The origins of this Apple App Store best-seller can be traced back to other artillery games like Scorched Earth, but the developer’s brilliance was in replacing tanks and guns with cartoon pigs and birds. Pigs, for example, have stolen the eggs of the birds. The birds, now outraged, put themselves in slingshots and, with your help, launch themselves into badly constructed buildings, forts, and other structures in an attempt to kill the pigs. The mix of basic gameplay, engaging graphics (such as the pigs snorting at you if you fail a level), and the stars-per-level system, which increased replayability tenfold, made this a worldwide phenomenon.

3. The game StarCraft

Is this real-time strategy game, which combines sci-fi geekiness with old-school arcade gaming thrills, really that addictive? It has caused people to miss work and school days. Gamers have been forced to take antidepressants to combat the game’s “Internet Game Addiction.” After playing StarCraft for 50 hours straight in 2005, a South Korean guy passed out and died. Is it necessary to continue?

World of Warcraft is number two.

The addictive nature of Massively Multiplayer Online Role-Playing Games (MMORPGs) has been well documented, with World of Warcraft being the most well-known of the bunch. (Also check out EverQuest, RuneScape, and MapleStory.) Subscribers to this immersive fantasy game may control avatars in a sword-and-sorcery world, creating an online second life that, in many cases, has begun to overwhelm players’ real lives. Everyone wishes to take up a sword, slay a monster, and save the world. However, if you start ignoring your real family and basic needs like food and sleep, it might be time to disconnect for a while.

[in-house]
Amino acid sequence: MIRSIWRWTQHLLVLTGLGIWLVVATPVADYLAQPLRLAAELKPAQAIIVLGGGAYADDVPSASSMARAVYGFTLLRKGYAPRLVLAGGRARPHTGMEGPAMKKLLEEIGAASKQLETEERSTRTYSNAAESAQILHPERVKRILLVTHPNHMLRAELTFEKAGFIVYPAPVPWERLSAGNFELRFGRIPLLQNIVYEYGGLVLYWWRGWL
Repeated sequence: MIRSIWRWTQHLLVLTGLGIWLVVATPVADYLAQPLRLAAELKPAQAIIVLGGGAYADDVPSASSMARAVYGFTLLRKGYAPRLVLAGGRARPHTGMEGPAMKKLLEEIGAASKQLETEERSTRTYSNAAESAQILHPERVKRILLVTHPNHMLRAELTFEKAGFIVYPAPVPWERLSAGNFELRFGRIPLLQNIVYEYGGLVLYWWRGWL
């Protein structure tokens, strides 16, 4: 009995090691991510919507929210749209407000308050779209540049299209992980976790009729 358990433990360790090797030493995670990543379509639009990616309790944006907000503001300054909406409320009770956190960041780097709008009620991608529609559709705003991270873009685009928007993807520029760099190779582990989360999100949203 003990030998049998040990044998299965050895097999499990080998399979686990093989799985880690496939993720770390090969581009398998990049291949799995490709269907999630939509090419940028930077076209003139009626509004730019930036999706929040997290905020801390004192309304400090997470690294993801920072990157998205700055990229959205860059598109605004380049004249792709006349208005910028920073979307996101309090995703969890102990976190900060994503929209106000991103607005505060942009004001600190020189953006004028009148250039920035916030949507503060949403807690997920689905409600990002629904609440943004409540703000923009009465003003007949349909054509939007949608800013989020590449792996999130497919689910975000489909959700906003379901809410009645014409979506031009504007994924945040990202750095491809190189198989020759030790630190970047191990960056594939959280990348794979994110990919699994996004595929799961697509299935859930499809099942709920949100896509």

Civilization No. 1

Sid Meier’s empire-building games lack the frantic need-to-replay-now anxiety of Tetris and the immersiveness of MMORPGS. The addictiveness of these destroy-ancient-civilizations computer games is more subtle: it may be time for bed, but you convince yourself you’ll simply find the right spot to start your second city, or give Montezuma a well-deserved thrashing. Then you should probably look for a decent copper source and determine whether or not to assault Bismarck ahead of time, and… The light comes up, and you’re bent over your computer, propping yourself up with one elbow, repeating to yourself, “”